By contrast, in the author’s experience, the majority of inadequately supplemented residents of Western Washington State have 25(OH)D3 levels well below 30 ng/cc. A recent study suggests levels under 30 ng/cc are likewise prevalent throughout the USA, even at lower latitudes, with theoretical access to adequate sunshine , reflecting population trends toward predominantly indoor employment and education, sunprotective clothing, sunblocks, air pollution, etc. Faced with such a baseline, to achieve serum 25(OH)D3 greater than 50 ng/cc, local experience has been that most adults require vitamin D3 supplementation somewhere between 5,000 and 10,000 IU/day and a small number have needed 15,000 IU/day. Children have been found to require approximately 1000 IU/25 pounds (ll.3 kilograms) body weight/day. These are substantially above the currently recommended dose of 600-800 IU/day (and the “safe upper limit” of 4000 IU/day) advocated by the Institute of Medicine since 2011 but consistent with recommendations from the Endocrine Society . An additional concern is that the responses and improvements described have not yet been observed in the studied population via supplementation by ergocalciferol (vitamin D2), even at very high doses and in prescription formulations.
Given that ergocalciferol is by far the most common food additive and fortification analogue of vitamin D, and the most common form available by prescription in the United States, the lack of a response in the cornea—despite proving 100 % predictable in the case of cholecalciferol/D3—raises questions about the physiologic efficacy of vitamin D2 in many regards. Knapp did report a response to ergocalciferol/D2 in his 1938 keratoconus research, but it was given at an extremely high dose by comparison, up to 50,000 IU daily. Interestingly, in the author’s experience, 5,000 IU/day of cholecalciferol/D3 quickly normalized and stabilized serum calcium levels of a patient with presumed secondary hypoparathyroidism, who had been consistently hypocalcemic for years while taking prescription ergocalciferol at 50,000 IU every other day. This phenomenon would likewise benefit from further investigation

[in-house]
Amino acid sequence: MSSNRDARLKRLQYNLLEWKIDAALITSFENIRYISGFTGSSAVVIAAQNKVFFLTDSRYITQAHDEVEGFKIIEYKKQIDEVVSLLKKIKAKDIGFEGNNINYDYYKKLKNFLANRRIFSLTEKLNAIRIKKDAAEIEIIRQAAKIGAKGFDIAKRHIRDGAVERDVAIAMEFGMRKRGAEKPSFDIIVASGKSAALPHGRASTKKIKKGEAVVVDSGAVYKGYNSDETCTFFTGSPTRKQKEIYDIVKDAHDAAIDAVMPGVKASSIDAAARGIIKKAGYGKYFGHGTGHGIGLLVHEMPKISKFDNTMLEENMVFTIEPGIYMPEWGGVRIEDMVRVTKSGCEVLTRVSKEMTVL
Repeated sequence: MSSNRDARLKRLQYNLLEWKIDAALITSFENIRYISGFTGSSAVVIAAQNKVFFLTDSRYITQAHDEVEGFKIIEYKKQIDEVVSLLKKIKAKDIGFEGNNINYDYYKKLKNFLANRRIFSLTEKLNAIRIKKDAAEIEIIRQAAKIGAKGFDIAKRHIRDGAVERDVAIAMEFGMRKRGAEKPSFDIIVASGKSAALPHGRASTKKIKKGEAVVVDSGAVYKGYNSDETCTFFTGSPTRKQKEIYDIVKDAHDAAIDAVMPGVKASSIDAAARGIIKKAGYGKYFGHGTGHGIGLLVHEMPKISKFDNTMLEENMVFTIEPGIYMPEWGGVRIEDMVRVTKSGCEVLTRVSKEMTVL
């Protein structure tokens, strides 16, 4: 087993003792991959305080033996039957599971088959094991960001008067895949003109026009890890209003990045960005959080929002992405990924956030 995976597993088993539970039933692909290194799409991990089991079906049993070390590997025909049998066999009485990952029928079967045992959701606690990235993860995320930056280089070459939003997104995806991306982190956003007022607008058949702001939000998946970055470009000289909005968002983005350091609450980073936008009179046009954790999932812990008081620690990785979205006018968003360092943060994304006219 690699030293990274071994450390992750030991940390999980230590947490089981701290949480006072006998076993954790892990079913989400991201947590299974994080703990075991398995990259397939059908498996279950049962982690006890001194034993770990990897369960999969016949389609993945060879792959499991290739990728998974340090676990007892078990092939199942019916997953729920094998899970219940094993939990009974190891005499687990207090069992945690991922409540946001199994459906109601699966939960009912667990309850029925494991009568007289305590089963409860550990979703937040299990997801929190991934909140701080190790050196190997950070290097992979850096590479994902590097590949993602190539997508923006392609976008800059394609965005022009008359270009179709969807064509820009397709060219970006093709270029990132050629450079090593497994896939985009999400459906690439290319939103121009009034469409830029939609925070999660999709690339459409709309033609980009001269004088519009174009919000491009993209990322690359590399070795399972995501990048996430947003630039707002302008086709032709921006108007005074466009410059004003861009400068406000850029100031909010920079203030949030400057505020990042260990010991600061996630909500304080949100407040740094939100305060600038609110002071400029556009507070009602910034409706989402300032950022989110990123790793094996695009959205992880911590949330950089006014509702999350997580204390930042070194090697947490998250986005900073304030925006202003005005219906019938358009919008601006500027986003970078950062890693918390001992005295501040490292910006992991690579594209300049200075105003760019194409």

The adequate replacement of vitamin D3 in the population under evaluation has resulted in the arrest and reversal of keratoconus and myopic progression and, in addition, suggests a promising, beneficial impact upon dry eye, glaucoma, cataract, and macular degeneration concerns. Unlike many conditions under scientific study, the response is fast and, so far, has been amazingly predictable. The ability to prevent the onset of myopia may even prove absolute. It is hoped that the wide applicability of these insights will rapidly encourage controlled studies to confirm, explore, and further delineate and extend upon these findings.